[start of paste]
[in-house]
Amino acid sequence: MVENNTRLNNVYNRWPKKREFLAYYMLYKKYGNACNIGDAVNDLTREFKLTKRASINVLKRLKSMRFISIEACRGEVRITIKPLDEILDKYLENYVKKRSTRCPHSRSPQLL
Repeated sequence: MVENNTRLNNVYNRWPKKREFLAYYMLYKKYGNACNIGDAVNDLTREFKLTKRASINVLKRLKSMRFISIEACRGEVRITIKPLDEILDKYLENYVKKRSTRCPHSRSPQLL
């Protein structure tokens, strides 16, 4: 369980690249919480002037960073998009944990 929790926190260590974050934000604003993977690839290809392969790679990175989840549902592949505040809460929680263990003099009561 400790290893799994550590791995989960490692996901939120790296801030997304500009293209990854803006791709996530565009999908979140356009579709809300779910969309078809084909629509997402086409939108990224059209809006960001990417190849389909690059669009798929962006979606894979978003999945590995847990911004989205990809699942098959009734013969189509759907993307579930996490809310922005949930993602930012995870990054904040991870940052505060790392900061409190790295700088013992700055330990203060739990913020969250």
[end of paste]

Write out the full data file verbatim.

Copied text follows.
[in-house]
Amino acid sequence: MVENNTRLNNVYNRWPKKREFLAYYMLYKKYGNACNIGDAVNDLTREFKLTKRASINVLKRLKSMRFISIEACRGEVRITIKPLDEILDKYLENYVKKRSTRCPHSRSPQLL
Repeated sequence: MVENNTRLNNVYNRWPKKREFLAYYMLYKKYGNACNIGDAVNDLTREFKLTKRASINVLKRLKSMRFISIEACRGEVRITIKPLDEILDKYLENYVKKRSTRCPHSRSPQLL
């Protein structure tokens, strides 16, 4: 369980690249919480002037960073998009944990 929790926190260590974050934000604003993977690839290809392969790679990175989840549902592949505040809460929680263990003099009561 400790290893799994550590791995989960490692996901939120790296801030997304500009293209990854803006791709996530565009999908979140356009579709809300779910969309078809084909629509997402086409939108990224059209809006960001990417190849389909690059669009798929962006979606894979978003999945590995847990911004989205990809699942098959009734013969189509759907993307579930996490809310922005949930993602930012995870990054904040991870940052505060790392900061409190790295700088013992700055330990203060739990913020969250």